It can be done. You can make a movie that gets the spirit of the book while leaving little of it strictly intact. It helps when the source material is essentially a very dark fairy tale, and fairy tales can be be reinterpreted quite a bit without losing their essence. It (2017) isn't a bad example so far, though I'm leery of things I've heard about chapter 2, particularly concerning Mike.
I think it was the right choice to bring it forward in time. The book was never meant to be a period piece -- it was the past and the present in 1985, and now it's going to be the past and the present in 2019. Because of the nature of the monster's manifestations, moving it up to 1989 when the Losers' Club faces It means that the pop culture references would certainly be different, so the visions would be different. In 1989, you were pretty unlikely to have been moved to terror by, say, I Was a Teenage Werewolf or Rodan, which are two of the forms It takes in the books. Beverly would certainly not have been as naive about her father's intentions in 1989 as she was in 1958. Richie wouldn't have been cracking the same jokes, and they wouldn't have gotten away with damming up the Kenduskeag in the Barrens. So several perfectly logical changes flowed from the initial change.
Some things were neat additions -- Bev's hair coming up to strangle her, the vision of Betty Ripsom, Richie's "Now I have to kill this fucking clown" line.
Some things were wise omissions, like the sewer scene, WE ALL KNOW WHICH ONE. That was questionable in 1985 when the novel came out, and 1985 was more, um... well... how to put it? Let's leave it at the idea that, at the time, it was a lot less over the line than it is now, but it was still over it. Replacing it with two innocent kisses and some staring from the boys was a good choice -- the book was a lot about awakening sexuality (in Bev's point of view, she even points out that sex is called "It"), but it didn't need that.
The setting looked much more like a Stephen King setting than the old movie did, or like most of the adaptations do.
Some choices were poor. Having It kidnap Beverly was a bad choice. For one thing, why turn her into a damsel in distress? For another, the focus on Bev took a good deal of focus from the others, making her seem more important than they were. Bill is meant to the be the hero of the story.
I cannot figure out why Ben got the Derry historian role. Yes, Ben liked the library in the book, but the historian is Mike. He's also the one who ends up a librarian; Ben's interest is in buildings and architecture. It's after he joins the group -- he's the last, because he doesn't go to school with them -- that they get the rundown on the place. There's not a good reason to make that change. Ben already had the crushing-on-Bev storyline, and Mike barely got one at all. The focus on Stan's Jewishness was interesting, though a little overboard (and, as was pointed out on TVTropes, it was ridiculous that his supposed rabbi father -- not a creature of the books, where the Urisis were pretty secular -- complained that he wasn't getting his Torah reading right while he was practicing his blessings, not a Torah portion). I missed the real quirk of Stan's character, though, which was that he was a neat, ordered little boy who wasn't so much frightened of It as an eldritch abomination, but offended at how Its existence offended the order of the world and made things stop making sense. It was Stan, not Bill, who once defeated It in the form of a bird by saying he had memorized all the birds and this one wasn't real at all. He also said that he could stand being scared, but he hated being dirty. Those things were more interesting, I think, than what the filmmakers did.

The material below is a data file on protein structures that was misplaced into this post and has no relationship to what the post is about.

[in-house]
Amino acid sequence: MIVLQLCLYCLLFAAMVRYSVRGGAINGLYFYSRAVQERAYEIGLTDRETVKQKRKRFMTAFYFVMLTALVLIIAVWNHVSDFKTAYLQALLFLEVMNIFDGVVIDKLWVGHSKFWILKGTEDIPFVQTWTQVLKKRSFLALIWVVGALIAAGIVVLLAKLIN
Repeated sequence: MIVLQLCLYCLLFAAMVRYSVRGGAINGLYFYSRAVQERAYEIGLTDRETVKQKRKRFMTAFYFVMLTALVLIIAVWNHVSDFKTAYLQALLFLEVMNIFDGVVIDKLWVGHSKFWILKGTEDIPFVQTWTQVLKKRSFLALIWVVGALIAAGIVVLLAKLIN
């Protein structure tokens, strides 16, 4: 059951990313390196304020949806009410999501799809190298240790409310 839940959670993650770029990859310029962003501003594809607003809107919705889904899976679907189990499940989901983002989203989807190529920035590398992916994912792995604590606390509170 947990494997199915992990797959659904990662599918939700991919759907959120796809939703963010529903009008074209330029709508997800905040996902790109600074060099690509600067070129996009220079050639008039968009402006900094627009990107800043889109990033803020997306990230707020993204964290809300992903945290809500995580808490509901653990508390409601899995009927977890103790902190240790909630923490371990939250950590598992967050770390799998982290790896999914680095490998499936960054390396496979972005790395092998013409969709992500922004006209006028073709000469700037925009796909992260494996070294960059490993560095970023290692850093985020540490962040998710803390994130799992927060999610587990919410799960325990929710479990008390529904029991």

I know it's a lot to ask, cramming the whole childhood story into two hours, but I did feel like some of the Losers really got the short shrift, and we weren't allowed to know them and how they related. A lot of Richie's part is cut, leaving only his line that Bill didn't stutter on a speech as a kind of out-there sign of the fact that his brain works a lot faster than most people's, and he understands Bill better than any of the others do. That's why it kind of comes out of left field when he's the first to jump into the final fight.
The problem is that the book is exactly the length it needed to be to accomplish what it accomplished. (Well, except for two paragraphs in Tom Rogan's point of view which literally repeat each other word for word EDITORS.) You could never get it all into a theatrical cut. Now that they can make bingeable television which basically turns into ten hour movies that don't have to worry about network rules, I'd have gone that route. You could even have "breather episodes" doing the Derry interludes, and man, would it be sweet to see Dick Hallorann in the fire at the Black Spot. That is the sort of thing you cut for a two-hour movie when you're trying to keep the story focused, but losing it leaves only the bare bones of the story, and the story's bare bones are like any other monster vs. kids story.
Of course, probably some things that should have been changed weren't. I never met a Beverly of that age, or an Elizabeth called Betty. I did know a single George my age, but it was a family name. I knew of a Henry. Those were all 50s names. One would be one thing -- like the George I knew, it could have been a family thing. But all that age and no Jenny or Chris or Jeff or Lisa or Kim... but still Beverlys and Bettys and Henrys and Georges? That's where it gets odd.
Anyway, verdict: Not awful. A decent enough updating, with changes that didn't destroy the thing. Good kid acting (are we getting a crop of directors who actually know how to direct child actors?). But ultimately, too much of the heart of the novel had to be cut for time.